Articles by Patricia Hart
It was a new era at the Capitol, with a new Speaker and a new mood of peace, love, and bipartisanship in the war-torn House. But the eighty-first legislative session turned out to be a lot like the eighty that came before it—some heroes, some villains, and enough hot air to last until 2011.
The eightieth session began with a Speaker’s race, ended with a Speaker’s race, and was consumed in between by the usual mix of nuanced issues and nasty politics. Along the way, a handful of lawmakers put the common good ahead of all else. And a handful of lawmakers didn’t.
A few lawmakers in both parties distinguished themselves during one of the worst sessions anyone can remember. As for the rest? Well, in the words of Jon Stewart, that famous observer of Texas politics: not so much.
• Matthew Dowd, 43, and Mark McKinnon, 49, Austin The two Bush campaign veterans have returned to Texas, consultant Dowd to set up his own firm and media guru McKinnon to return to Public Strategies, his old stomping ground. Their political talent and impeccable credentials will have an impact…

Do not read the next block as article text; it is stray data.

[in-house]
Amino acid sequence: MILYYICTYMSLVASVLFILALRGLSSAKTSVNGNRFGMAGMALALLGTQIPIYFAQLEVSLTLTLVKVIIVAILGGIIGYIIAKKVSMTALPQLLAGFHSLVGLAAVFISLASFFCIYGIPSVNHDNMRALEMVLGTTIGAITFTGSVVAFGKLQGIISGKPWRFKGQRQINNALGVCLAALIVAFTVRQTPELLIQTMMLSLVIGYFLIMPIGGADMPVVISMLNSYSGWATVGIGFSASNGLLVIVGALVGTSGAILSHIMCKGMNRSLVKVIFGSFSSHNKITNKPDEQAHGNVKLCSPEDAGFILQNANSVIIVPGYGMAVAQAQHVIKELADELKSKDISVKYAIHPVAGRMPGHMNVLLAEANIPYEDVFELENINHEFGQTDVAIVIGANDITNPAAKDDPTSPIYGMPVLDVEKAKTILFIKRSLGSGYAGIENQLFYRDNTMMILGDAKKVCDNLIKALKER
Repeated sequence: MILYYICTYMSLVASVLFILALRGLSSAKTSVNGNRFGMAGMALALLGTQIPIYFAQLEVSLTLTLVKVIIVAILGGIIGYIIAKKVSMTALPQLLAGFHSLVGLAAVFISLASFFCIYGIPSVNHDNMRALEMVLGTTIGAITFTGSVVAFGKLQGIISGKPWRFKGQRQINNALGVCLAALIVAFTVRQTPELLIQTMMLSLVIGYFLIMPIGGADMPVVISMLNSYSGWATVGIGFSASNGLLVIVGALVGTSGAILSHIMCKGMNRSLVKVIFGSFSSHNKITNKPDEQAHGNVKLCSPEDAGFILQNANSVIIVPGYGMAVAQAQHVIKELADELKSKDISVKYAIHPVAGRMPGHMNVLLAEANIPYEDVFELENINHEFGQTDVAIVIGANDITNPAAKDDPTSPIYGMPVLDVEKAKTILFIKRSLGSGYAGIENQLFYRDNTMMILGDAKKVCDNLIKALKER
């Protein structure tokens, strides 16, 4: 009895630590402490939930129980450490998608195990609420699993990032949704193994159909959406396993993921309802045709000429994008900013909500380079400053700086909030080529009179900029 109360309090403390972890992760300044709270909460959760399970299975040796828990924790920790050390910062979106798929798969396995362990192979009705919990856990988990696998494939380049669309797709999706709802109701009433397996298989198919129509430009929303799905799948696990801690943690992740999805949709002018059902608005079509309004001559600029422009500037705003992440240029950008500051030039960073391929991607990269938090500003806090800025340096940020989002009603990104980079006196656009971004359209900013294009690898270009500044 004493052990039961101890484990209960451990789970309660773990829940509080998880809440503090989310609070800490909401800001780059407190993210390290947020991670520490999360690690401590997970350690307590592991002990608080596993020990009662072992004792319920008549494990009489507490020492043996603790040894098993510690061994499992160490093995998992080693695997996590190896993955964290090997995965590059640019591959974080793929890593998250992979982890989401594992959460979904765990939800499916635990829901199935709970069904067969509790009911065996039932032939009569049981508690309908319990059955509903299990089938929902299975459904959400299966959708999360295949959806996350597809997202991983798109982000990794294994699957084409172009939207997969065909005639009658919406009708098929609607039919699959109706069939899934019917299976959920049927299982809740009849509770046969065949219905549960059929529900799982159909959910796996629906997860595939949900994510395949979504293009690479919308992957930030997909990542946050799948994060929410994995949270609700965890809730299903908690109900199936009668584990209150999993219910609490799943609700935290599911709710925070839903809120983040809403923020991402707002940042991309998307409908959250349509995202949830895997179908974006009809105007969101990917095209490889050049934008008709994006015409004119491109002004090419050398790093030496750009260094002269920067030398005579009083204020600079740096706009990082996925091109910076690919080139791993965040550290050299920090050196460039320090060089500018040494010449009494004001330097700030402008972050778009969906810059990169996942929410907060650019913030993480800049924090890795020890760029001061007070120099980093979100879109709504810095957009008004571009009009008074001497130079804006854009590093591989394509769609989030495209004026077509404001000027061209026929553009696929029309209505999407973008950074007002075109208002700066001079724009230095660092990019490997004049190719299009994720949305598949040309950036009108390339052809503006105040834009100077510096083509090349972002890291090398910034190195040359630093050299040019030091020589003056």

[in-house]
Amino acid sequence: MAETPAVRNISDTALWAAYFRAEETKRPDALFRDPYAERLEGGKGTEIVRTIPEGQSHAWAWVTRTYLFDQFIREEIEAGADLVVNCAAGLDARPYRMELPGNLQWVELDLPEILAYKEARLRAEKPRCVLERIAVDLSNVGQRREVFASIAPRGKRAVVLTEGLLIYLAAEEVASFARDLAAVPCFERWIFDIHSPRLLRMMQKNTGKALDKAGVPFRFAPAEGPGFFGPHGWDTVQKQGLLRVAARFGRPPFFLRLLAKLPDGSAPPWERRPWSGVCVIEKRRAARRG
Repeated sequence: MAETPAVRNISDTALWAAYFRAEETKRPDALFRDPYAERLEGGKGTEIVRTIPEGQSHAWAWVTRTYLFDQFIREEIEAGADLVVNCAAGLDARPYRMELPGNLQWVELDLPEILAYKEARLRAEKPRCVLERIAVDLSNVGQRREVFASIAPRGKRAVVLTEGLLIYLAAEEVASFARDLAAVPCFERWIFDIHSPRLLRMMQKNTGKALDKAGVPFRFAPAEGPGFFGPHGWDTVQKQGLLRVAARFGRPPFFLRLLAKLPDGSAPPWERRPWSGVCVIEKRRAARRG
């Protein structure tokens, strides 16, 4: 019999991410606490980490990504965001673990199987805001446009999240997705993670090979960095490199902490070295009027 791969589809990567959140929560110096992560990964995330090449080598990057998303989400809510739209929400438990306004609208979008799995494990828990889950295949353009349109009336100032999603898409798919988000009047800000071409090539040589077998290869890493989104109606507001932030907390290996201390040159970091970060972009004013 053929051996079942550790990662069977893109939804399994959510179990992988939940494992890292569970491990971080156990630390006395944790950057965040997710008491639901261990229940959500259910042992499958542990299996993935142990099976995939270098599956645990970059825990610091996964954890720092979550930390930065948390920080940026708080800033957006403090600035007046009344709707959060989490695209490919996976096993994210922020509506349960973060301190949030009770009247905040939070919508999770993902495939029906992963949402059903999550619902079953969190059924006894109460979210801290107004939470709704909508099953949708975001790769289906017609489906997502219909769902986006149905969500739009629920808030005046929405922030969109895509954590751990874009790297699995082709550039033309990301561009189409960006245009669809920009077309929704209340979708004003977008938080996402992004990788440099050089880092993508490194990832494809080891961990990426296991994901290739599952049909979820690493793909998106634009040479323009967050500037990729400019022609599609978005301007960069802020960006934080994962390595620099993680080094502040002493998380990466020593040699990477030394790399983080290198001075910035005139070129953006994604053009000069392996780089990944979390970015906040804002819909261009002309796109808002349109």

• Rick Perry, 54, Austin He’s one of the best campaigners Texas has ever seen, but that’s all that can be said. Beyond the inherent powers of the office, the assets that earn a governor extra clout are an uplifting vision for the future, broad-based popular support, and the…
Apr 30, 2003 — By Patricia Hart
The name on everyone's lips this legislative session is unknown to most people outside Austininside Austin too. But Mike Toomey, the governor's chief of staff, is the most powerful political operative at the Capitoland the most feared. Just ask his fellow Republicans.
Rodney Ellis was excellent. Gary Elkins was well, significantly less so. Bill Ratliff was a model of dignified leadership. Domingo Garcia was a one-man leper colony. Our biennial roundup of the Legislature's leading lights and dim bulbs.